Today, every team has a highly valued analytics department that evaluates players based on criteria few people had even heard of 10 years ago. For example, a popular advanced stat is Real Plus Minus (RPM), which evaluates a player’s impact on the difference between how many points their team scores, versus how many points opponents score against it. Unlike traditional plus minus, which is heavily influenced by a player’s teammates and opponents, RPM uses statistical models to adjust for environmental factors, and isolate the true impact of each specific player. This is just one example of advanced statistics among many — Player Efficiency Rating (PER), win-shares, true shooting percentage, to name a few. Consequently, if you were to walk into the average NBA executive’s office today, or even a sports bar, you would hear people casually talking about advanced stats.

Journalists have embraced the data revolution more than anyone. Bleacher Report columnist Adam Fromal has written a series of articles that objectively ranks players based on various metrics. Because those parameters used different scales, Fromal standardized them by using adding their respective z-scores together. This type of math is relatively standard practice in today’s NBA, but if you asked Michael Jordan or Larry Bird how high their freaking z-scores were during their playing careers, they’d probably knock you out.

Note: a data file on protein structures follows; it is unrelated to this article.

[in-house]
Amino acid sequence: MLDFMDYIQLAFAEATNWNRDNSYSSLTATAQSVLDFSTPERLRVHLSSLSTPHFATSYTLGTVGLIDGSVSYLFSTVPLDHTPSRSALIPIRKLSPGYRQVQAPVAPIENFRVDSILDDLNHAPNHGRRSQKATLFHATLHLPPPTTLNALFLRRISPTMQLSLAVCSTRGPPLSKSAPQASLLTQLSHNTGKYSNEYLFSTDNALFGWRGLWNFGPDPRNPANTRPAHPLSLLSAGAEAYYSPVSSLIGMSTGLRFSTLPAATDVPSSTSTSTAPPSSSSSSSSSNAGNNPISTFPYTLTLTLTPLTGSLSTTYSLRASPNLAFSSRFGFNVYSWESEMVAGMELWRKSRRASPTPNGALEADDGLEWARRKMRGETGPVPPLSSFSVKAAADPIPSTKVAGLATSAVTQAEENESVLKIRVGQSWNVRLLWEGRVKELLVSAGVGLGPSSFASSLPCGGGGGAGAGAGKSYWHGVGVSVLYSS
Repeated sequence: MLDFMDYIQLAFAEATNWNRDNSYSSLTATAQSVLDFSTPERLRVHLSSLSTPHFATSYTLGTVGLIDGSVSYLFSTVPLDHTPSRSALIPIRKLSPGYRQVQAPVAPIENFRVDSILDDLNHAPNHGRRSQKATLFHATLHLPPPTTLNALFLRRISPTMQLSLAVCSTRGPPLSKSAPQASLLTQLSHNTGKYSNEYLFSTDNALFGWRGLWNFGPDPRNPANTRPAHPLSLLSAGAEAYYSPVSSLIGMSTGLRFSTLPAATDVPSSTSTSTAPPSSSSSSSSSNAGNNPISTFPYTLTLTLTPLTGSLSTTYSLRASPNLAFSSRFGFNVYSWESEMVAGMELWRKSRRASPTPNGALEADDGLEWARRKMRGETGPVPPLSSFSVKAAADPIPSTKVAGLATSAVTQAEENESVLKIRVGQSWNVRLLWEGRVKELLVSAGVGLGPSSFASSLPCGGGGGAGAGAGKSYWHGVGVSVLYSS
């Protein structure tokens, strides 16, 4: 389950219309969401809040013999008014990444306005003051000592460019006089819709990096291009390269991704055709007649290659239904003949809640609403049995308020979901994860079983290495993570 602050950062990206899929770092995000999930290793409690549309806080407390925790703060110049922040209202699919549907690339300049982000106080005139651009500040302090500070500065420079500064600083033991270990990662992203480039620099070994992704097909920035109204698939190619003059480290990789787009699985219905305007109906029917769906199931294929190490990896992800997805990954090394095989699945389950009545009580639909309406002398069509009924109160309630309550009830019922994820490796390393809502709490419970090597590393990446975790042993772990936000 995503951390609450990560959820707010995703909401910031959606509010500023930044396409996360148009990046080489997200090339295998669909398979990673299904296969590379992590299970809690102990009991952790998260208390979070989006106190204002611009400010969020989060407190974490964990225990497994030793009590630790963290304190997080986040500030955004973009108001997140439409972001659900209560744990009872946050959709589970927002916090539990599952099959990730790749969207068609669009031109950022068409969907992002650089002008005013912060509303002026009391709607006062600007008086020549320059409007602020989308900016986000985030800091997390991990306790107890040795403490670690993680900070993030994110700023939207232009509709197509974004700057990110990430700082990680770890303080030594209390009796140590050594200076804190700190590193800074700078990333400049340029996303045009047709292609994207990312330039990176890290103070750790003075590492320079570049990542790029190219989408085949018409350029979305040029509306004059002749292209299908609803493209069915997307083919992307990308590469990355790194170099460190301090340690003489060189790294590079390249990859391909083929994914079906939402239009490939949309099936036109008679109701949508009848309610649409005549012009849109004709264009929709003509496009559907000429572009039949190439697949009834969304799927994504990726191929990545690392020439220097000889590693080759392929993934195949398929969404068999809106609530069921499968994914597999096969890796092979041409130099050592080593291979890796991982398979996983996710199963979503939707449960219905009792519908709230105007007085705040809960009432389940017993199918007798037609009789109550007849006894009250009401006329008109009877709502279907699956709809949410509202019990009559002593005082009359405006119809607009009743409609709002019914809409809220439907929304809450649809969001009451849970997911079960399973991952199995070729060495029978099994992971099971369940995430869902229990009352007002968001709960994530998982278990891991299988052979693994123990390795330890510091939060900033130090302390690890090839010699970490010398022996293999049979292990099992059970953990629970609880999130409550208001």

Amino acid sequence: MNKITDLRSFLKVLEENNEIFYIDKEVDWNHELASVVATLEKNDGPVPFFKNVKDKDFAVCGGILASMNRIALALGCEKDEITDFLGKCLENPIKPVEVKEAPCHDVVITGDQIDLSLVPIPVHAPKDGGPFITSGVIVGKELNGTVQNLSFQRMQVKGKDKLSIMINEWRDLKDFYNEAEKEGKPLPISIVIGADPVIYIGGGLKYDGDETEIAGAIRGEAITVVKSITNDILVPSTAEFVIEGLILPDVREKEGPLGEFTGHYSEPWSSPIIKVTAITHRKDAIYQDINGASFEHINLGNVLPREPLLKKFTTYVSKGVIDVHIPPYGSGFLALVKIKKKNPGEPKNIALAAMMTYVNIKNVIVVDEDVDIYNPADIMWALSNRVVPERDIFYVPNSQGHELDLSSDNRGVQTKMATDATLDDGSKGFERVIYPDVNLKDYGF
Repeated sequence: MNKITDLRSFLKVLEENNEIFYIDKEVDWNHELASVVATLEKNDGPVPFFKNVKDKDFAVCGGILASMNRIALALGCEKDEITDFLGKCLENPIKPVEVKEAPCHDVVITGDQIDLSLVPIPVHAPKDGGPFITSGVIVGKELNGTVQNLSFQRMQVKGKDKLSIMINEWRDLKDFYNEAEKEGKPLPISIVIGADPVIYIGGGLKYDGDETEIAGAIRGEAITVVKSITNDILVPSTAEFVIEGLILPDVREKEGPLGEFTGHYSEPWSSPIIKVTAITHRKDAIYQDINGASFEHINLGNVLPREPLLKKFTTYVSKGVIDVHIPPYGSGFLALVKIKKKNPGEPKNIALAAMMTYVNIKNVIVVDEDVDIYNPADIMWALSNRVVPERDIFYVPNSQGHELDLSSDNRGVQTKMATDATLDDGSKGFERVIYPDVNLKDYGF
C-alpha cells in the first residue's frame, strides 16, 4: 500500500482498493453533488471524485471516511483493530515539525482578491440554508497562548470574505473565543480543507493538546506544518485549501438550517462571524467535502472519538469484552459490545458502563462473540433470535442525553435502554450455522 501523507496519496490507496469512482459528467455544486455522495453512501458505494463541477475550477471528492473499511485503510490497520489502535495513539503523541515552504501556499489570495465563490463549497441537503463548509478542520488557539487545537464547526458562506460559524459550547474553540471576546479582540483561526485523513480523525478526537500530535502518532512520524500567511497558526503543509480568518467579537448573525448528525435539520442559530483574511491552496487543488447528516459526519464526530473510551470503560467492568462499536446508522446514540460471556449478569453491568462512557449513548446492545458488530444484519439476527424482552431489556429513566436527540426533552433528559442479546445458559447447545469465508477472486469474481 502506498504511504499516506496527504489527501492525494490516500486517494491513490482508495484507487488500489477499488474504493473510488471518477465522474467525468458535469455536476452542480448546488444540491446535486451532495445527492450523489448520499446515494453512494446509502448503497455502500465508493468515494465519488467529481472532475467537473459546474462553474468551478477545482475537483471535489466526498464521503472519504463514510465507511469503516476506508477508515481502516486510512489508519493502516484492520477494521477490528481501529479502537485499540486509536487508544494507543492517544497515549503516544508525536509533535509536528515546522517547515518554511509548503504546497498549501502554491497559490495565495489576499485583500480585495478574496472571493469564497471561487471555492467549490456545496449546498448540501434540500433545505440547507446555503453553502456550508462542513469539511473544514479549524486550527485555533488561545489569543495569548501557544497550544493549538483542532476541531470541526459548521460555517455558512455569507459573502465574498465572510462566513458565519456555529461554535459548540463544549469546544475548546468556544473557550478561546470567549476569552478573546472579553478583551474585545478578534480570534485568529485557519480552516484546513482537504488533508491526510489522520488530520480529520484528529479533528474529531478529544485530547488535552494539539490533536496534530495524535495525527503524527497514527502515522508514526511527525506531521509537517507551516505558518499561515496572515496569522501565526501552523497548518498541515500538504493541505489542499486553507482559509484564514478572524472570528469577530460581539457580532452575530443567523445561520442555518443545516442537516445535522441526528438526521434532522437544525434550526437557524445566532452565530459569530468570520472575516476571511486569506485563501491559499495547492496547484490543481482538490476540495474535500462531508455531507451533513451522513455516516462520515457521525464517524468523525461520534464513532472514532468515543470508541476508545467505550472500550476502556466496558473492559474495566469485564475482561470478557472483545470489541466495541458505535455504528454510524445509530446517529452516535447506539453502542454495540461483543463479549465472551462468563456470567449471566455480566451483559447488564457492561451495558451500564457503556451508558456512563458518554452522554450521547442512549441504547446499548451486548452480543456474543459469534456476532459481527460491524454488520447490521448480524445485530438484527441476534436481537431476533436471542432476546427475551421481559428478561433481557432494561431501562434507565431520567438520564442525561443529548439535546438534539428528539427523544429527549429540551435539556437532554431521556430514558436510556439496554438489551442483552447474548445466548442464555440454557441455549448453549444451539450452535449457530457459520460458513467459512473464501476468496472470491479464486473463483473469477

Overall, these statistics are starting to replace traditional “eye-test” player evaluations, and are altering NBA team’s — and the fan’s — perceptions about which players will lead them to success. Not only has this made opposing team scouting and internal player development more efficient, it is has helped teams make decisions in the most uncertain environment of all – the NBA draft.

Deciding which players will excel in the NBA has been an inexact science for as long as the entry draft has existed. Steph Curry, the two-time NBA champion and two-time most valuable player award winner, was picked 7th in 2009. Do you know who was picked 6th? Johnny Flynn. If you’ve never heard of Johnny Flynn, that’s because no one has. The point is, drafting is like trying to hit a moving target while blindfolded, on a horse that’s also blindfolded.

 Steph Curry, the two-time NBA champion and two-time most valuable player award winner, was picked 7th in 2009. Do you know who was picked 6th? Johnny Flynn. If you’ve never heard of Johnny Flynn, that’s because no one has.